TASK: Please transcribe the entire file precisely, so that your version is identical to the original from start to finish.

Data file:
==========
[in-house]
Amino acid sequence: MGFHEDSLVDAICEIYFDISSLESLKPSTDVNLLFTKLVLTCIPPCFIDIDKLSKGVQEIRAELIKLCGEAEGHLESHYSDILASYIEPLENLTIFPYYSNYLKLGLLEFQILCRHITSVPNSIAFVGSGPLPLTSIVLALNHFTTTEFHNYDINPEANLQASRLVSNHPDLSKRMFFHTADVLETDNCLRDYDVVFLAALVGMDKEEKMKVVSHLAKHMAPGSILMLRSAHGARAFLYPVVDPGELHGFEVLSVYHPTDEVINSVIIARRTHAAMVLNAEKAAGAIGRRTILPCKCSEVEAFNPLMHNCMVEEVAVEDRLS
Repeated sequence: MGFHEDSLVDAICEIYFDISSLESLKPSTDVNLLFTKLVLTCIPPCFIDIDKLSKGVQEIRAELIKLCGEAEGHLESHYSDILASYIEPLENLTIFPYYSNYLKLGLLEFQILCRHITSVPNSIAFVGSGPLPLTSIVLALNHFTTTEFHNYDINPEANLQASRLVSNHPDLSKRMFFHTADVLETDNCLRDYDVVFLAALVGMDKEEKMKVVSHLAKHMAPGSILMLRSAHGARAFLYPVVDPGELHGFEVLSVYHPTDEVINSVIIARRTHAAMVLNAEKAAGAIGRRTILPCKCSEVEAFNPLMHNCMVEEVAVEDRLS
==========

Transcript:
[in-house]
Amino acid sequence: MGFHEDSLVDAICEIYFDISSLESLKPSTDVNLLFTKLVLTCIPPCFIDIDKLSKGVQEIRAELIKLCGEAEGHLESHYSDILASYIEPLENLTIFPYYSNYLKLGLLEFQILCRHITSVPNSIAFVGSGPLPLTSIVLALNHFTTTEFHNYDINPEANLQASRLVSNHPDLSKRMFFHTADVLETDNCLRDYDVVFLAALVGMDKEEKMKVVSHLAKHMAPGSILMLRSAHGARAFLYPVVDPGELHGFEVLSVYHPTDEVINSVIIARRTHAAMVLNAEKAAGAIGRRTILPCKCSEVEAFNPLMHNCMVEEVAVEDRLS
Repeated sequence: MGFHEDSLVDAICEIYFDISSLESLKPSTDVNLLFTKLVLTCIPPCFIDIDKLSKGVQEIRAELIKLCGEAEGHLESHYSDILASYIEPLENLTIFPYYSNYLKLGLLEFQILCRHITSVPNSIAFVGSGPLPLTSIVLALNHFTTTEFHNYDINPEANLQASRLVSNHPDLSKRMFFHTADVLETDNCLRDYDVVFLAALVGMDKEEKMKVVSHLAKHMAPGSILMLRSAHGARAFLYPVVDPGELHGFEVLSVYHPTDEVINSVIIARRTHAAMVLNAEKAAGAIGRRTILPCKCSEVEAFNPLMHNCMVEEVAVEDRLS